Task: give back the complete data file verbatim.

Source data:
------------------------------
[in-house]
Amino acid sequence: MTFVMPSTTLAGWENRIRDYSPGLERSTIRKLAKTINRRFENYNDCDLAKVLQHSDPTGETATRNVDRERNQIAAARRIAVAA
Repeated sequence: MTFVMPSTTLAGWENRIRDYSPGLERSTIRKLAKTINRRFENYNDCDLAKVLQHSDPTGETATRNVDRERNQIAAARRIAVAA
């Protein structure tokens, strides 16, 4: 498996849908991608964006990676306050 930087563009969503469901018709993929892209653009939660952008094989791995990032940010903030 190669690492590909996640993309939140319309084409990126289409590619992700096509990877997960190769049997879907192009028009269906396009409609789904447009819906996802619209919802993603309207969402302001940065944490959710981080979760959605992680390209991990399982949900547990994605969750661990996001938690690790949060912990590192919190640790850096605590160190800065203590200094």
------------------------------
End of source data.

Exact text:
[in-house]
Amino acid sequence: MTFVMPSTTLAGWENRIRDYSPGLERSTIRKLAKTINRRFENYNDCDLAKVLQHSDPTGETATRNVDRERNQIAAARRIAVAA
Repeated sequence: MTFVMPSTTLAGWENRIRDYSPGLERSTIRKLAKTINRRFENYNDCDLAKVLQHSDPTGETATRNVDRERNQIAAARRIAVAA
């Protein structure tokens, strides 16, 4: 498996849908991608964006990676306050 930087563009969503469901018709993929892209653009939660952008094989791995990032940010903030 190669690492590909996640993309939140319309084409990126289409590619992700096509990877997960190769049997879907192009028009269906396009409609789904447009819906996802619209919802993603309207969402302001940065944490959710981080979760959605992680390209991990399982949900547990994605969750661990996001938690690790949060912990590192919190640790850096605590160190800065203590200094």